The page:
New study from Rutgers University highlights the need to protect the environment
Conservation plans should take into account the availability of fruit in areas of the forest that orangutans may have to occupy, as deforestation continues throughout their range, scientists say.
Researchers measured creatinine, a productvital activity generated by muscle rupture in the urine of a wild orangutan, to estimate how much muscle primates had when there were few fruits, compared to when there were a lot of them. The difference was huge.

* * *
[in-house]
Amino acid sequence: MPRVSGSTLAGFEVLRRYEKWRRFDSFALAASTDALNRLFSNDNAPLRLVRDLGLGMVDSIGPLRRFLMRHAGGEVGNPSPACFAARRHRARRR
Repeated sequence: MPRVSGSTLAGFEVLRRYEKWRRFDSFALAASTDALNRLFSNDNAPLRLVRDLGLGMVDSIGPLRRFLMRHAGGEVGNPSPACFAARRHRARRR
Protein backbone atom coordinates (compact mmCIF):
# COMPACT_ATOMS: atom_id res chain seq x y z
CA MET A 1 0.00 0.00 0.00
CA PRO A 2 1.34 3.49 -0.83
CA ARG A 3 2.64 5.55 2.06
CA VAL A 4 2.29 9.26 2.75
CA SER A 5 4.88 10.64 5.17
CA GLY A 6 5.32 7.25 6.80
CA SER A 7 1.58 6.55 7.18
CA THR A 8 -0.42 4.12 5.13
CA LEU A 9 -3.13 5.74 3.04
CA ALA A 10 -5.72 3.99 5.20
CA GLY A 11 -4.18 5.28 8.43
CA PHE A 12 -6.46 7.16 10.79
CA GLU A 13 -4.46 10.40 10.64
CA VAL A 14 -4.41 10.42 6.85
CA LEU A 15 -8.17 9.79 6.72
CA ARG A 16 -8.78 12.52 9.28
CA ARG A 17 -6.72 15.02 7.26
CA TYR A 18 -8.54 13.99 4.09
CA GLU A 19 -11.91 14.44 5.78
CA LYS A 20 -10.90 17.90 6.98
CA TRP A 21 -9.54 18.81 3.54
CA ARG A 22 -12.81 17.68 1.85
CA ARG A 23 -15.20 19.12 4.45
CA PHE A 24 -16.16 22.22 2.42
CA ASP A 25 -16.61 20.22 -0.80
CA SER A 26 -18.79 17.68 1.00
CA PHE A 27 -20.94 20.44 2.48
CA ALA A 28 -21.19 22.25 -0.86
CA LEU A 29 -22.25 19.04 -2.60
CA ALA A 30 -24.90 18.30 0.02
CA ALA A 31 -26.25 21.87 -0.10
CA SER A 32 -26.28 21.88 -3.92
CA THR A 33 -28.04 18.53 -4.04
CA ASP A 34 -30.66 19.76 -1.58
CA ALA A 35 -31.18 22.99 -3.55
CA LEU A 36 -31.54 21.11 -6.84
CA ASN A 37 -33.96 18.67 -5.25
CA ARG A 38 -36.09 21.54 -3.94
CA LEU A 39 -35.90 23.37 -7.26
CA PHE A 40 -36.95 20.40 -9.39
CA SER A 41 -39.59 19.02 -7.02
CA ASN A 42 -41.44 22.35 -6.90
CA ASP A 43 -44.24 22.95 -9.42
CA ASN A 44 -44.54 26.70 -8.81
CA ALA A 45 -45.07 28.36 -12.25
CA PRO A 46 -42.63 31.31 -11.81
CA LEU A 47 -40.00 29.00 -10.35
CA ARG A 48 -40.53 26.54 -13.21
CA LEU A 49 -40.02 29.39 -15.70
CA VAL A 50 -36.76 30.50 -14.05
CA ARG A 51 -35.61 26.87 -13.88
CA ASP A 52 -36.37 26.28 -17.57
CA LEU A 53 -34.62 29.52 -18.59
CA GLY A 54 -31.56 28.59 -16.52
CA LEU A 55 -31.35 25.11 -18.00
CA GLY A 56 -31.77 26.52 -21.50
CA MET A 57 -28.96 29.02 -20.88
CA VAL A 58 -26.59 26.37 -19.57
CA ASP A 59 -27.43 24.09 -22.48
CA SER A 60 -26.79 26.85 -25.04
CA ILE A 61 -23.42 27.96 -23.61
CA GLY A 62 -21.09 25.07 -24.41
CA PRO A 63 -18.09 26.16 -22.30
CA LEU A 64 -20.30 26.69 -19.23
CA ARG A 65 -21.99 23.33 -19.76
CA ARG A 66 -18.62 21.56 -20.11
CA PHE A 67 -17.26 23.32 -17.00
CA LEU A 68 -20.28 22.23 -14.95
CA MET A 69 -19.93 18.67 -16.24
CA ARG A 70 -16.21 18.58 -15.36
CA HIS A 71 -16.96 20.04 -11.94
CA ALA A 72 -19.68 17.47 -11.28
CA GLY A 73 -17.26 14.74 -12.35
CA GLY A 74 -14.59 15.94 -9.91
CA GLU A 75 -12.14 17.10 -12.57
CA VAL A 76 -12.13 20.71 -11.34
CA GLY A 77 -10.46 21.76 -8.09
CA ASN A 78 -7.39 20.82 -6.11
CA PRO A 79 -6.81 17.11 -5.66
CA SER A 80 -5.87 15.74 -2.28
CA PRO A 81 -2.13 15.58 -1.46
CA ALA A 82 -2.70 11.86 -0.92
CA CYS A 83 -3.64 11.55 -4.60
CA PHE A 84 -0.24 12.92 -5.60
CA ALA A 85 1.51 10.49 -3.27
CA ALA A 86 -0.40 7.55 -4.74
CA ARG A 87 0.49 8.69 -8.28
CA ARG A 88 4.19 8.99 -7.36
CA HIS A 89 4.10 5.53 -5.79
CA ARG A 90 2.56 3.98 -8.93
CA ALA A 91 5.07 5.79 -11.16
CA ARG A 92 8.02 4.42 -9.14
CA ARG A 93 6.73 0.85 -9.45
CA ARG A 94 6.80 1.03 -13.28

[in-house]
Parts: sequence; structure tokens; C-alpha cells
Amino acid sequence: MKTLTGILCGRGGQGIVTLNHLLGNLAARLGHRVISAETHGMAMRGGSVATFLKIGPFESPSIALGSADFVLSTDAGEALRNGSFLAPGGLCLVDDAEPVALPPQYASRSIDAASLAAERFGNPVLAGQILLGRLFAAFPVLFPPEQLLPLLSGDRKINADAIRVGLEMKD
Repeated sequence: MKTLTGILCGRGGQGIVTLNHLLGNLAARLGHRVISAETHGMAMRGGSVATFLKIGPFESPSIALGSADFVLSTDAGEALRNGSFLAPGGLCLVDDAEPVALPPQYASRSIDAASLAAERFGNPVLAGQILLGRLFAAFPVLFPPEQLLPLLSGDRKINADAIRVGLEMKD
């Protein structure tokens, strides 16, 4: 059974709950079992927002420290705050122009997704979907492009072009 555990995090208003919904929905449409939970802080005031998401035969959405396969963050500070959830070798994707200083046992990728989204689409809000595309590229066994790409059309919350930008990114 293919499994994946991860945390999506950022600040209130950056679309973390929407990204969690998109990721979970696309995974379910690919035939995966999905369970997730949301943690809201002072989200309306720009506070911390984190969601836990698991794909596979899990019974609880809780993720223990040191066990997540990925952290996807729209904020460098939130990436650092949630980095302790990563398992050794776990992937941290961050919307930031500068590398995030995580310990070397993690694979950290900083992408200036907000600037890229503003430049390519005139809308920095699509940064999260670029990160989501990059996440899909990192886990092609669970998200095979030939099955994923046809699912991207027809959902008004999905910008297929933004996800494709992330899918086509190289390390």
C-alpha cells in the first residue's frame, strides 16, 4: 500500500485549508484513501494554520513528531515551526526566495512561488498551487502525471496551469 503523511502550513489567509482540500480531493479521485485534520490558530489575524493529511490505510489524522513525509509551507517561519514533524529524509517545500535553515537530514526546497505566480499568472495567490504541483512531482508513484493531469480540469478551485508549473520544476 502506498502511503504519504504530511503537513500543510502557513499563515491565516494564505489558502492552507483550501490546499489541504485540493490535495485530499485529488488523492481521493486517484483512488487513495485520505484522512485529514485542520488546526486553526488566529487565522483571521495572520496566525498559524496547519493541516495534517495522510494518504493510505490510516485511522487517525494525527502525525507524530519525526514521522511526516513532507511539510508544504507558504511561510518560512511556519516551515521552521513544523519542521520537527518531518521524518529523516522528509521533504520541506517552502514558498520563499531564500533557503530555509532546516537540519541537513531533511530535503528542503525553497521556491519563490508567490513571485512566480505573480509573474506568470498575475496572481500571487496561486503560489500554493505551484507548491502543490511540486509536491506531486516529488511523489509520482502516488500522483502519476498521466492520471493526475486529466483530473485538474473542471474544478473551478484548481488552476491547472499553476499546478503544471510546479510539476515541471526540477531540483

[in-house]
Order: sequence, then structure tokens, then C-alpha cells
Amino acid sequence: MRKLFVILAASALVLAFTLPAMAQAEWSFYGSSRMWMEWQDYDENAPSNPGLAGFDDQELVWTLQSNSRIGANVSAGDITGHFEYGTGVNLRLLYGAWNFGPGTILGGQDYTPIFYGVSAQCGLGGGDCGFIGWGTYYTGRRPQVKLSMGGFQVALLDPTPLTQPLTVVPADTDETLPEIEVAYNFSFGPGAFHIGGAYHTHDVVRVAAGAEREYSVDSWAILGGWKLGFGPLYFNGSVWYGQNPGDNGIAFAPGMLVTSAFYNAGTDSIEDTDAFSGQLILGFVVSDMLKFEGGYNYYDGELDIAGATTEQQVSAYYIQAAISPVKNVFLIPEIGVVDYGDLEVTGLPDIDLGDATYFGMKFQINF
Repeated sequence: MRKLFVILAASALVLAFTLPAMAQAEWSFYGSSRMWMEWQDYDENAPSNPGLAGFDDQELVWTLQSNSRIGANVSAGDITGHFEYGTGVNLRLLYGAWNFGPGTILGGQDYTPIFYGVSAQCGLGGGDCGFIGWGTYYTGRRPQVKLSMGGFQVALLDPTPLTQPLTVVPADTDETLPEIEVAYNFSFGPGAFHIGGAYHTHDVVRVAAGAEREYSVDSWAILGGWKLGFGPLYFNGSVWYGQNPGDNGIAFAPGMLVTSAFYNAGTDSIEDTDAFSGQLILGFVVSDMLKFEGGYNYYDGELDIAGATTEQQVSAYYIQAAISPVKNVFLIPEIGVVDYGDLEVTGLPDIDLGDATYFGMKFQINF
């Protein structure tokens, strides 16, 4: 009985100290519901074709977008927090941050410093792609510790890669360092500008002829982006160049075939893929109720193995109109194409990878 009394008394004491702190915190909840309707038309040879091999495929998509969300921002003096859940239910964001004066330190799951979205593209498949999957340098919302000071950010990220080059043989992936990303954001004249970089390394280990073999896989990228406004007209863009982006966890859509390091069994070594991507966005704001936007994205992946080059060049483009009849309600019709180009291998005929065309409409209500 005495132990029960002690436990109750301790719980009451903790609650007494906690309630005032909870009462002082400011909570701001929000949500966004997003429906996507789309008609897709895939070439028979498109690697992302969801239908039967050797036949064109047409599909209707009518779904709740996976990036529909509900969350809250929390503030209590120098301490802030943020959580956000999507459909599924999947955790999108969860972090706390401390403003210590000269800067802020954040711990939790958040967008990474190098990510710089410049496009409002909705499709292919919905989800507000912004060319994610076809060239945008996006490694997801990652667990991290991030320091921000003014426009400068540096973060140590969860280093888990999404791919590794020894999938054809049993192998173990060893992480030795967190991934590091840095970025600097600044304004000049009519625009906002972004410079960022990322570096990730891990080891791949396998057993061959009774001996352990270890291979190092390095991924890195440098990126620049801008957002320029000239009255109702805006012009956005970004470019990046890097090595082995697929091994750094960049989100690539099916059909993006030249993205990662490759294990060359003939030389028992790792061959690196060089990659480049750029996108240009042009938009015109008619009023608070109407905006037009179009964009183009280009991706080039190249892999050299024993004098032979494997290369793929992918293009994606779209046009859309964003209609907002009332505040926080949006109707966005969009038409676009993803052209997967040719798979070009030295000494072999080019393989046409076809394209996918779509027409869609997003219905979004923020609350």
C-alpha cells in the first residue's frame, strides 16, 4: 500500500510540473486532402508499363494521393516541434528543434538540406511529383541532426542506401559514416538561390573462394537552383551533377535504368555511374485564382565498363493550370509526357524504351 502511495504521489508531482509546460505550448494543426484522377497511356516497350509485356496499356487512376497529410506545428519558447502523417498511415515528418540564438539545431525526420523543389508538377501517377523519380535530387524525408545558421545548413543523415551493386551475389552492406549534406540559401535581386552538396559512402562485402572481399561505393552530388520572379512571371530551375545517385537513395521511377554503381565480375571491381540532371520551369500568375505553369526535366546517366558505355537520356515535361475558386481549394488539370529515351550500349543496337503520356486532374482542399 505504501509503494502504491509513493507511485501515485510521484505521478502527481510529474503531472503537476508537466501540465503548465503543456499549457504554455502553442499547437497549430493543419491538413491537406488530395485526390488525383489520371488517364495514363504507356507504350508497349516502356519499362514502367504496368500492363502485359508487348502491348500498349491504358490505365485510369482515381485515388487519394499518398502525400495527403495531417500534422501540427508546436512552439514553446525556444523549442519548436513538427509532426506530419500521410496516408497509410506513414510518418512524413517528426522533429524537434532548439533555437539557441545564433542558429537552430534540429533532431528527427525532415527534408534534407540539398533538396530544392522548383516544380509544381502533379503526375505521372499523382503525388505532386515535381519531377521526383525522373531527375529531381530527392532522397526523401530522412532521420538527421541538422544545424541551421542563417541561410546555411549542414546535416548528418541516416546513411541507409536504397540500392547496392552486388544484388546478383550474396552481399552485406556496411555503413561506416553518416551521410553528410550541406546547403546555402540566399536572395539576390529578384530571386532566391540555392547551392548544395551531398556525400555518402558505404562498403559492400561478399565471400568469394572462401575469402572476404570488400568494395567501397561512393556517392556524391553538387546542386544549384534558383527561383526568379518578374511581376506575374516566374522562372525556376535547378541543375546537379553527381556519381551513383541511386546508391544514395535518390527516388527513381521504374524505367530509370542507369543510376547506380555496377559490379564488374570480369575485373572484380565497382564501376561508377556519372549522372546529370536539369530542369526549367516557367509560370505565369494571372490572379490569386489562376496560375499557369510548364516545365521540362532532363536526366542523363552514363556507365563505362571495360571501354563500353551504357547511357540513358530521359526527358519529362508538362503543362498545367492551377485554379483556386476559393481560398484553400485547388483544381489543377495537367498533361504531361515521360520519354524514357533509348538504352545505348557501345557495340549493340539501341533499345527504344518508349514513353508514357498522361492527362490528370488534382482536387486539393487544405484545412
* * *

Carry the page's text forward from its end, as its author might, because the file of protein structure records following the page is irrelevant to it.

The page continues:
The findings highlight that any further disruption in their fruit supply could have disastrous consequences for their health and survival.
Orangutans weigh about 82 kg and live up to 55 years inwild nature. Deforestation associated with logging, palm oil and paper pulp production, and hunting pose a threat to orangutans, whose numbers have declined dramatically in recent decades.
Scientists have come up with a way to charge electric vehicles on the go
Scientists have shown how a black hole tears apart a star
Evolutionary error: which organs in the human body work illogically